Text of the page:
Not Just a Man’s World

Most of the world SEEMS to operate on the notion that women are secondary citizens to men. Will women follow these rules forever? One writer thinks NOT.

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Okay, so, recently I went to one of those “Women In Leadership” conferences in China. The attendees were about 90% Chinese and 10% expat. It was truly an amazing experience to spend time with all of these successful, powerful women.

But there was one thing I couldn’t help but notice while there. While most of the Western women there were very masculine in how they dressed and behaved, the Chinese participants were still quite feminine. Western women wore power suits (even if they had skirts), and Chinese women dressed in bright, colorful clothing. More surprisingly, many of the Chinese women acted stereotypically feminine: they giggled with each other, comparing hair or discussing make-up and clothing.

Most telling were the reactions of the Western women, including myself. The behind-the-back gossiping among our small group was almost non-stop: “Look at them, they’re acting like little school girls, not like professionals!” or “How would she expect to be taken seriously if she dresses like that?” Of course, we knew better. “Someone really needs to teach these women how to be more professional,” we proposed.

Why is it that when I go out to a bar, I have no problem with my female side, yet in a professional environment, I suddenly feel like I have to act like a man? Why do men get to define what is professional and then we women simply have to accept it and act like them?

I have to admit that I was initially a part of the discussion. I, myself, would never wear a flowery qipao to a business meeting and I’d generally model my behavior on what is expected of males in a professional environment. I don’t think men would be giggling, comparing hair styles or clothing. If I want to be taken seriously, then I shouldn’t either.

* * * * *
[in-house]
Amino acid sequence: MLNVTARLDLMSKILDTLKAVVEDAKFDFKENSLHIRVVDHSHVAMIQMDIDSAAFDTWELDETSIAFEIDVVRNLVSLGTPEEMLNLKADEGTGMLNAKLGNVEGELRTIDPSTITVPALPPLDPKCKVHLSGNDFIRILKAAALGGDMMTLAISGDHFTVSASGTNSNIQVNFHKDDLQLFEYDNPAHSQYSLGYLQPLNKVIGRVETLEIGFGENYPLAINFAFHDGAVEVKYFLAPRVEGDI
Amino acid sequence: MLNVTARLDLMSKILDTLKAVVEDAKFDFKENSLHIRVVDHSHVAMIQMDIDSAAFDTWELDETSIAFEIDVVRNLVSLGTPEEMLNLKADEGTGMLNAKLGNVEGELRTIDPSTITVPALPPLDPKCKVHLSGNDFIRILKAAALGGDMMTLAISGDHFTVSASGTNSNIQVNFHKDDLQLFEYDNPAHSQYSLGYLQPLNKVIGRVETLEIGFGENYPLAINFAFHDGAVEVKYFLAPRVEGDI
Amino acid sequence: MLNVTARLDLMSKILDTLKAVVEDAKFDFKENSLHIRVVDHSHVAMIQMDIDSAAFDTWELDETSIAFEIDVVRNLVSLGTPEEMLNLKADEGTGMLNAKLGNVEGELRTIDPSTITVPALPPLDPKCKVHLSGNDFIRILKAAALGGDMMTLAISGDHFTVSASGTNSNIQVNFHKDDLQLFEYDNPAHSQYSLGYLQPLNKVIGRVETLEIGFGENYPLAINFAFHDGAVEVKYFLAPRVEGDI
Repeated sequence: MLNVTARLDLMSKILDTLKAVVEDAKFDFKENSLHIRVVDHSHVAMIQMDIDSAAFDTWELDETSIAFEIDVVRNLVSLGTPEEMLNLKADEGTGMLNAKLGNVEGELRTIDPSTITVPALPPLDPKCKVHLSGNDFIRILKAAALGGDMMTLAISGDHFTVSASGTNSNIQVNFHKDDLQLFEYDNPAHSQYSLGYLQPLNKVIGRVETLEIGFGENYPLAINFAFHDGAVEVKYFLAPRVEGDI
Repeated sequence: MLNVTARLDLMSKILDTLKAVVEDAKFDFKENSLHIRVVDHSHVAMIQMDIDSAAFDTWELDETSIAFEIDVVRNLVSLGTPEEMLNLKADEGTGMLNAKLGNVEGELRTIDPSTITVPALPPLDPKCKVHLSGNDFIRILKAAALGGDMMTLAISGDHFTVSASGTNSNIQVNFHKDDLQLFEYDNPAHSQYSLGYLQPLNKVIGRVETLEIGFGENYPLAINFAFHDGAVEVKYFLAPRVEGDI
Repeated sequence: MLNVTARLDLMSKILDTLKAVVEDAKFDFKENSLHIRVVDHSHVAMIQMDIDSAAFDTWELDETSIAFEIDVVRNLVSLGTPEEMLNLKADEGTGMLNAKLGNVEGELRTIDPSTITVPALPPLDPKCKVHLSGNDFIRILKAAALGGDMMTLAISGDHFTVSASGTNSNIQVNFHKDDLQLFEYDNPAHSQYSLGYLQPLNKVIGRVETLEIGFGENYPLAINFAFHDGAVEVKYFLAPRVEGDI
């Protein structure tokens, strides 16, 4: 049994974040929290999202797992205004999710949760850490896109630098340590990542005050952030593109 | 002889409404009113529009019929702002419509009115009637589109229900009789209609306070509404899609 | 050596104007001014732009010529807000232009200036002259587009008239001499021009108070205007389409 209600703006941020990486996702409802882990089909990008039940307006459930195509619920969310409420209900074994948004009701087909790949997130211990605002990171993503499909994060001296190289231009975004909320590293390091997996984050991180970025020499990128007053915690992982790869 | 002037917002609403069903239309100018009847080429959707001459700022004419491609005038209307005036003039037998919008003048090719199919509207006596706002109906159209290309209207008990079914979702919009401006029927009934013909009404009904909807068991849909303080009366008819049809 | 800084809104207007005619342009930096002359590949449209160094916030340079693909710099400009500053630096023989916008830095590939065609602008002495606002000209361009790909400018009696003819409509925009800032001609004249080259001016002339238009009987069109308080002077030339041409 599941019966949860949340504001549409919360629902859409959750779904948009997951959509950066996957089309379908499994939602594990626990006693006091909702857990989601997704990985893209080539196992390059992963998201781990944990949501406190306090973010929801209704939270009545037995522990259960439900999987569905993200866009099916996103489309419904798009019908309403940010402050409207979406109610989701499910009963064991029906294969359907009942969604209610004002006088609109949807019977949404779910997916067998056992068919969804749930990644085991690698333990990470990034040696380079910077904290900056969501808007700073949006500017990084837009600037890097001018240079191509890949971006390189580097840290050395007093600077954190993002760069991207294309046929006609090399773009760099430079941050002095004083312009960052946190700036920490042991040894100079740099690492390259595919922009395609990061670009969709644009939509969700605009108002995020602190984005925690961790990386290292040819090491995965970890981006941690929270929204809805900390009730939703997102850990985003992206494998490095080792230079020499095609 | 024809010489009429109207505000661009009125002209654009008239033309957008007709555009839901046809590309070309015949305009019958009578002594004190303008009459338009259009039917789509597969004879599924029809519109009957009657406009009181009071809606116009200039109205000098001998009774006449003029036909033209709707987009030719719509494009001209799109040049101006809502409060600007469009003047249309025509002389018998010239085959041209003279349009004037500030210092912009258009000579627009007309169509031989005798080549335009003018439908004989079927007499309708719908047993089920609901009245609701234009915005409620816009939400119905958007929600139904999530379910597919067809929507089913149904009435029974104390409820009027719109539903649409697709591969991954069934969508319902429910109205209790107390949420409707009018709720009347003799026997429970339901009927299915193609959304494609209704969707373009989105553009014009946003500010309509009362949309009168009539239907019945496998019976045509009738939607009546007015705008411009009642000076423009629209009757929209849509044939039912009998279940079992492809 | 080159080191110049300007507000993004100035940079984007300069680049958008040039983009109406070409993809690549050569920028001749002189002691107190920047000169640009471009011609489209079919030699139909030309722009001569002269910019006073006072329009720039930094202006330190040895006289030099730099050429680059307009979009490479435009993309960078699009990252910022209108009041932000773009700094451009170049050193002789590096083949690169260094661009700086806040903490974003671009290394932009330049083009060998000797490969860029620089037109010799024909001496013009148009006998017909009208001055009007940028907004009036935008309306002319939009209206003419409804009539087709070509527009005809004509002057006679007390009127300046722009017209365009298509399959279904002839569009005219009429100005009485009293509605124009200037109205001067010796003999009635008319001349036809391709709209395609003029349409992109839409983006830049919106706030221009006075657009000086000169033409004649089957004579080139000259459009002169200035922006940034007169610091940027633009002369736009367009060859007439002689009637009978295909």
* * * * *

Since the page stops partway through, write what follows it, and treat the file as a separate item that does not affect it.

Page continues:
Later, I started meeting and talking with these Chinese women. Some of them were CEOs of their own businesses, making tens of millions of dollars a year; a few of them were on lists of the wealthiest people in China.

In short, they are the women to whom successful businessmen—with their tailored suits and professional conduct—come begging for opportunities.

One particular discussion struck me heavily.

I was talking with one Chinese executive, who specifically asked me why I dressed in such plain clothes. “You’re a beautiful woman. Why don’t you dress to show that?” she asked me. She questioned whether this was how I dressed all the time. I told her of course it wasn’t. Most of the time, I dressed and acted in a very feminine manner (at least you guys know the real me!).

As I spent more time observing these behaviors at the conference, there was a big shift in my own perspective. Instead of looking down on them as unprofessional, I actually came to feel some jealousy that they’ve been able to achieve high positions and power without feeling like they have to act like a man in order to do it. They’ve achieved power on their own terms, as women, and retained their femininity in doing so.

What’s all of this got to do with Dongguan’s favorite party girl?

Freedom! Liberation! Regardless of whether we are male or female, we should feel free to act natural, as ourselves.

Why is it that when I go out to a bar, I have no problem with my female side, yet in a professional environment, I suddenly feel like I have to act like a man? Why do men get to define what is professional and then we women simply have to accept it and act like them?

Beginning today, I’ve made a promise to myself: I’m going to bring more of the “real Lulu” into my professional life. I flaunt my femininity outside of work, so why should I be afraid of being seen as feminine at work, too?

Category Glitterbomb